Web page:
But, as federal prosecutors pointed out, the new sentencing guidelines for crack cocaine offenders did not retroactively apply to his case. Moreover, they argued, his prior state criminal history gave the federal judge no choice but to maintain Patterson’s mandatory-minimum life sentence.
In July 1994, Patterson and two other men were stopped on Interstate 95 for speeding by police in Indian River County. The officers detected a strong smell of burnt marijuana and found five joints in the vehicle. After the three were arrested, the officers also found crack-cocaine rocks and wafers weighing a total of 188 grams, or about seven ounces.
The following year, Patterson was found guilty at trial of conspiring to distribute more than 50 grams of crack cocaine, and possessing with intent to distribute the same amount of the drug. He faced between 17 and 22 years in prison under sentencing guidelines.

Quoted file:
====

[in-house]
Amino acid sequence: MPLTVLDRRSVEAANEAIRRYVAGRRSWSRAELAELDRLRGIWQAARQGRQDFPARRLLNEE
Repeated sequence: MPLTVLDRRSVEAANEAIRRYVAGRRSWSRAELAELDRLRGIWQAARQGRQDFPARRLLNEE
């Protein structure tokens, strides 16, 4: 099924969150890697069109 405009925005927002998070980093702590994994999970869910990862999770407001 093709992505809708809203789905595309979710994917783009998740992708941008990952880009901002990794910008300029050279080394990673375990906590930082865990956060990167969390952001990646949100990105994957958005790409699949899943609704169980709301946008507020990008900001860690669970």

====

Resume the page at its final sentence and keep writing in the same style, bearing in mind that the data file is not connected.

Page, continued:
But because Patterson had two prior convictions for cocaine-possession offenses in the state system from 1989, the federal judge who had presided over his trial was required by law to enhance the defendant’s punishment and impose a mandatory-minimum sentence of life.
In his repeated motions for a sentence reduction, Patterson argued that his co-defendant, Edward Griffin, the driver of the car, was also sentenced to life in prison. But his sentence was later reduced to 10 years because he assisted federal authorities in an unrelated case. The other car passenger, Victor Ingram, pleaded guilty before trial and received only a three-year sentence for his assistance.
Miami criminal defense attorney David Weinstein, a former state and federal prosecutor who headed the narcotics section in the U.S. attorney’s office, said that before the late 1980s the punishment for trafficking in crack and powder cocaine was about the same.